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BT is hoping to complete roll out of its faster broadband network by June 2012, to ensure the framework is finalised in time for the London Olympic Games.

The Financial Times reports today that the telecom giant's project, which it originally planned to implement by March 2013, has been hurried along by the Labour government and the Tories.

British politicians have expressed concerns that the UK is lagging behind other countries with its broadband speeds.

BT plans to pony up £1.5bn on a new broadband optical fibre network.

In October, the company, which had previously only publicly committed to one million fibre-to-the-premises (FTTP) installations on building projects where the civil engineering costs of laying fibre would be low, confirmed wider deployment plans.

It said the firm would run fibre to two and a half million premises by 2012. A further seven and a half million lines would be upgraded to fibre-to-the-cabinet (FTTC) services, delivering up to 40Mbit/s downstream.

However, that still only accounts for around 10 million premises - or about 40 per cent of BT's network - that are scheduled for upgrade.

At the time BT said the programme was ahead of schedule and claimed the expansion of FTTP would not bust its £1.5bn budget. Competitors will be able to buy access to the fibre, although BT will have greater control over pricing than it does over ADSL.

According to the FT, BT boss Ian Livingston said the company was hoping to build a limited extension so that it can be rolled out to more than the 40 per cent of UK properties currently targeted.

He also hinted that the Tories - who are widely expected to be voted into government early next year - would need to clarify with BT about whether UK.gov would cough up some form of subsidy to help the network to become a nationwide infrastructure.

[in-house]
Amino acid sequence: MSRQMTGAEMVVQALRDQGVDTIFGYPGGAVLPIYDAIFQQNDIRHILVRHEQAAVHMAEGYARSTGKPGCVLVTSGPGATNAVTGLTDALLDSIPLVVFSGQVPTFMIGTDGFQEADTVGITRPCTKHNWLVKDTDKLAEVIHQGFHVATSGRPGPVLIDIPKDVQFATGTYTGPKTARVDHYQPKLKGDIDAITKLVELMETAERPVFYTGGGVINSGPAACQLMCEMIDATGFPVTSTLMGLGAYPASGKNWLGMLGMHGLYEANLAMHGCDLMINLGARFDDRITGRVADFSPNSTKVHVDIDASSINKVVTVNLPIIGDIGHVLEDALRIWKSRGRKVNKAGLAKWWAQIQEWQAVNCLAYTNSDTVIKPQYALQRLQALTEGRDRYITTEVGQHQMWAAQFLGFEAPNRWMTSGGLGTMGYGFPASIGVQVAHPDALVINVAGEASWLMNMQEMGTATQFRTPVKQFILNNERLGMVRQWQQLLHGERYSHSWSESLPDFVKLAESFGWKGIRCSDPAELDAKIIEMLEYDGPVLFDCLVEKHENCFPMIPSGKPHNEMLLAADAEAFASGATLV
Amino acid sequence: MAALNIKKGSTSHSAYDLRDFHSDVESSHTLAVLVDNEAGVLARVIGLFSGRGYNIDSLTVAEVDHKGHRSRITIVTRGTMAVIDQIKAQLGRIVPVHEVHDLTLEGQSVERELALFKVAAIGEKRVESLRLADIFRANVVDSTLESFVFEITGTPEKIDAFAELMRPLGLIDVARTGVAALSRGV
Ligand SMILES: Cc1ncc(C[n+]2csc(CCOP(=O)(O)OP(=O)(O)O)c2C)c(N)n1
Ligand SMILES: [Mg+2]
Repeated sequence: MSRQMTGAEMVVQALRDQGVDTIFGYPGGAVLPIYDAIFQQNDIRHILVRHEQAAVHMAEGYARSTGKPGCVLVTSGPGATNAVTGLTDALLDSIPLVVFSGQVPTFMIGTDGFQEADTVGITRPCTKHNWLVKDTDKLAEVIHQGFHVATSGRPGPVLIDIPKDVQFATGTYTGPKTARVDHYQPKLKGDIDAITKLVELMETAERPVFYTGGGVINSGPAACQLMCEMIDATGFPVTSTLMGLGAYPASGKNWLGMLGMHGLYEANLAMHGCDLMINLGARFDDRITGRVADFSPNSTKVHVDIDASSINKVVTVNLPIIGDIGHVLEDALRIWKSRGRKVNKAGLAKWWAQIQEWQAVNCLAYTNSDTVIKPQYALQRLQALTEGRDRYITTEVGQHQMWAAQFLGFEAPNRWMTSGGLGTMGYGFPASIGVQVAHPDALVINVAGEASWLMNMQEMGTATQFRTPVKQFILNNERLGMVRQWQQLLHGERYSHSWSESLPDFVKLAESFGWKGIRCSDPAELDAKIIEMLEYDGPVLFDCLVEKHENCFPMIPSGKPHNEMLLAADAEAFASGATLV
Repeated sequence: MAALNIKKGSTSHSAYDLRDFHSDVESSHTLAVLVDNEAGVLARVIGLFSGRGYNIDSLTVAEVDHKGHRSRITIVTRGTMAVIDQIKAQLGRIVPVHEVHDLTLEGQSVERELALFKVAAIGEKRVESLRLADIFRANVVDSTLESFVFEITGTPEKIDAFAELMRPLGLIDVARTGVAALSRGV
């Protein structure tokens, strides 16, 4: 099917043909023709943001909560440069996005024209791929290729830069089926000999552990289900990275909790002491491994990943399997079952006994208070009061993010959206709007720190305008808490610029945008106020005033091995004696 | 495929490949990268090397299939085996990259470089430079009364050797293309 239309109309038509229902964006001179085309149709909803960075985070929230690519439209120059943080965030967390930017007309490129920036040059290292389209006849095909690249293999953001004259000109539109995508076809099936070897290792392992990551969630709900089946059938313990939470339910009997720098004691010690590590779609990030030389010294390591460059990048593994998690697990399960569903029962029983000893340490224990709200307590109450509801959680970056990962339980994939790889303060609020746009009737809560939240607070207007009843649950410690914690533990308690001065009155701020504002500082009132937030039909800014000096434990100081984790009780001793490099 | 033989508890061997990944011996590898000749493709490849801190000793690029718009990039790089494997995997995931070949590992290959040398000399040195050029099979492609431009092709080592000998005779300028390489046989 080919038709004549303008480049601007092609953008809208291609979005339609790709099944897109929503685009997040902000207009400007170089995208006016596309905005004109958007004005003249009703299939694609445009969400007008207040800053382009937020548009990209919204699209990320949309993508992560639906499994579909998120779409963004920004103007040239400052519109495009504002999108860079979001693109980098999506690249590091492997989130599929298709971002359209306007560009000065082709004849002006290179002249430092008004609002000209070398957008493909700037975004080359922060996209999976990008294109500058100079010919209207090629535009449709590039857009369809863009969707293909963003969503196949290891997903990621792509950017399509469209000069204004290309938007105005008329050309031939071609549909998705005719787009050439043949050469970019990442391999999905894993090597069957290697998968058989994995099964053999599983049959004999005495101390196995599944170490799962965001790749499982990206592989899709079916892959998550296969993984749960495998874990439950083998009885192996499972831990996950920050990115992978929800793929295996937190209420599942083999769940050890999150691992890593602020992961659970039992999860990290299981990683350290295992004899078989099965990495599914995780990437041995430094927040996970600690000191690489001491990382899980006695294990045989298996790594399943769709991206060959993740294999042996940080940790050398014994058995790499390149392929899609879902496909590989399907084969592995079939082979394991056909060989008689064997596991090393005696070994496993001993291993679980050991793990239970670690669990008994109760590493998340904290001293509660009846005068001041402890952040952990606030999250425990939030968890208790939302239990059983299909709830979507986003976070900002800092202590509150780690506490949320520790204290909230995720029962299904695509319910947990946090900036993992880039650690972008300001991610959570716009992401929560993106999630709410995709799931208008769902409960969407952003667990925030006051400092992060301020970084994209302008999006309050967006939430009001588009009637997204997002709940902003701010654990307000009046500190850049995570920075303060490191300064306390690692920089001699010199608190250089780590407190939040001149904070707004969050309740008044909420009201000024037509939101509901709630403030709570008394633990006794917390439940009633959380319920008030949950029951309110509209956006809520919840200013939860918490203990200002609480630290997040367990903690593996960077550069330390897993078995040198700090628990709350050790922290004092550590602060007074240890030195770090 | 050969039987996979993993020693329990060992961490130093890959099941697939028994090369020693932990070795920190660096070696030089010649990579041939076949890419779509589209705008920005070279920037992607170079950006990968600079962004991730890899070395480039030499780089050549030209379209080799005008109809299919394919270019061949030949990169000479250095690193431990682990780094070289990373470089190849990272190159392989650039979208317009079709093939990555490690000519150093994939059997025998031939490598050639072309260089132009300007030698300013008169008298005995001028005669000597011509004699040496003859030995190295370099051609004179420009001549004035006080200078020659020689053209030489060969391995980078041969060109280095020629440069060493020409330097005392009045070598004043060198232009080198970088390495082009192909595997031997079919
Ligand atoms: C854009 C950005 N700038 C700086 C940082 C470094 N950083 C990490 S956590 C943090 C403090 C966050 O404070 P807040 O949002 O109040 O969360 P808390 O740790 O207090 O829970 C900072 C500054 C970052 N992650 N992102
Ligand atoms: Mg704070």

"We need our politicians to decide how much of a priority fibre broadband is. BT is the only company currently planning to invest large sums in this area, but we can only go so far with our shareholders' money," said Livingston, echoing similar comments made by the company in the autumn.

The Labour government's Digital Britain report, which was published in the summer, found that there was an economic case to upgrade two-thirds of the national network to provide faster broadband services via FTTP or FTTC. For the "final third," it plans a 50 pence per month levy on every land line rental to create a subsidy pot.

The Digital Britain report envisaged faster broadband delivered to rural regions by a mix of subsidies and mobile technologies.

Meanwhile, BT's main rival - Virgin Media, whose cable network covers about half of premises nationally - indicated in October interest in expanding to rural areas with a trial partnership project in Cornwall.

The Conservatives have claimed they would axe the £6-per-year broadband levy for all landlines if they do win the general election in 2010, which has to happen in the first half of 2010.

Shadow culture secretary Jeremy Hunt said in November that he favoured letting market forces dictate investment. ®

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